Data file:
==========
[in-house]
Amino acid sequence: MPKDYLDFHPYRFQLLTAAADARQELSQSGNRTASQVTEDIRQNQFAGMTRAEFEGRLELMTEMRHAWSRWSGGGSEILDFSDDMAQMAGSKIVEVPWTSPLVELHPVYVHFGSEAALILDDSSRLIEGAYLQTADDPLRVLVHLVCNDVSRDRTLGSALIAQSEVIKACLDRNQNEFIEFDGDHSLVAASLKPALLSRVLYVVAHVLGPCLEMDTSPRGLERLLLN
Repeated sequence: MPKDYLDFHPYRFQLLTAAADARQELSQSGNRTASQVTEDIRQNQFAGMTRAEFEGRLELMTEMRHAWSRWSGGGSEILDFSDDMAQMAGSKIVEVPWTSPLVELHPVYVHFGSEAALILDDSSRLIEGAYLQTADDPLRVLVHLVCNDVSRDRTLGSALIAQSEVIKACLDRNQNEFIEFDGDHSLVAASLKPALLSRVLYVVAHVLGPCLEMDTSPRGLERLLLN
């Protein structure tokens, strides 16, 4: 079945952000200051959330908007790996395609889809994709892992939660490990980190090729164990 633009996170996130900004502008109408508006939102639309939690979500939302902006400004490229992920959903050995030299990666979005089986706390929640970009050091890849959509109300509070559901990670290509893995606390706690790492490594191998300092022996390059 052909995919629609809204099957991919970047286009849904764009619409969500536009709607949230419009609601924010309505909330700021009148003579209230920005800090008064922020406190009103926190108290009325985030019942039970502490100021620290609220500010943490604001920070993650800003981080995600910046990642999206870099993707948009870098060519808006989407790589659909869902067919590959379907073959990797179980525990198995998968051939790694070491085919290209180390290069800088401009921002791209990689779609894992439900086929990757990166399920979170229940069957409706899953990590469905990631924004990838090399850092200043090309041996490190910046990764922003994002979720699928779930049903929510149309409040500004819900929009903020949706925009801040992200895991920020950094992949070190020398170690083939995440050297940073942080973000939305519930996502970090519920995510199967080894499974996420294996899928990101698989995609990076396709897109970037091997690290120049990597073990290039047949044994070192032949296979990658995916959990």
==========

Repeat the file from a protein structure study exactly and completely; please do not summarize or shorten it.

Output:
[in-house]
Amino acid sequence: MPKDYLDFHPYRFQLLTAAADARQELSQSGNRTASQVTEDIRQNQFAGMTRAEFEGRLELMTEMRHAWSRWSGGGSEILDFSDDMAQMAGSKIVEVPWTSPLVELHPVYVHFGSEAALILDDSSRLIEGAYLQTADDPLRVLVHLVCNDVSRDRTLGSALIAQSEVIKACLDRNQNEFIEFDGDHSLVAASLKPALLSRVLYVVAHVLGPCLEMDTSPRGLERLLLN
Repeated sequence: MPKDYLDFHPYRFQLLTAAADARQELSQSGNRTASQVTEDIRQNQFAGMTRAEFEGRLELMTEMRHAWSRWSGGGSEILDFSDDMAQMAGSKIVEVPWTSPLVELHPVYVHFGSEAALILDDSSRLIEGAYLQTADDPLRVLVHLVCNDVSRDRTLGSALIAQSEVIKACLDRNQNEFIEFDGDHSLVAASLKPALLSRVLYVVAHVLGPCLEMDTSPRGLERLLLN
């Protein structure tokens, strides 16, 4: 079945952000200051959330908007790996395609889809994709892992939660490990980190090729164990 633009996170996130900004502008109408508006939102639309939690979500939302902006400004490229992920959903050995030299990666979005089986706390929640970009050091890849959509109300509070559901990670290509893995606390706690790492490594191998300092022996390059 052909995919629609809204099957991919970047286009849904764009619409969500536009709607949230419009609601924010309505909330700021009148003579209230920005800090008064922020406190009103926190108290009325985030019942039970502490100021620290609220500010943490604001920070993650800003981080995600910046990642999206870099993707948009870098060519808006989407790589659909869902067919590959379907073959990797179980525990198995998968051939790694070491085919290209180390290069800088401009921002791209990689779609894992439900086929990757990166399920979170229940069957409706899953990590469905990631924004990838090399850092200043090309041996490190910046990764922003994002979720699928779930049903929510149309409040500004819900929009903020949706925009801040992200895991920020950094992949070190020398170690083939995440050297940073942080973000939305519930996502970090519920995510199967080894499974996420294996899928990101698989995609990076396709897109970037091997690290120049990597073990290039047949044994070192032949296979990658995916959990």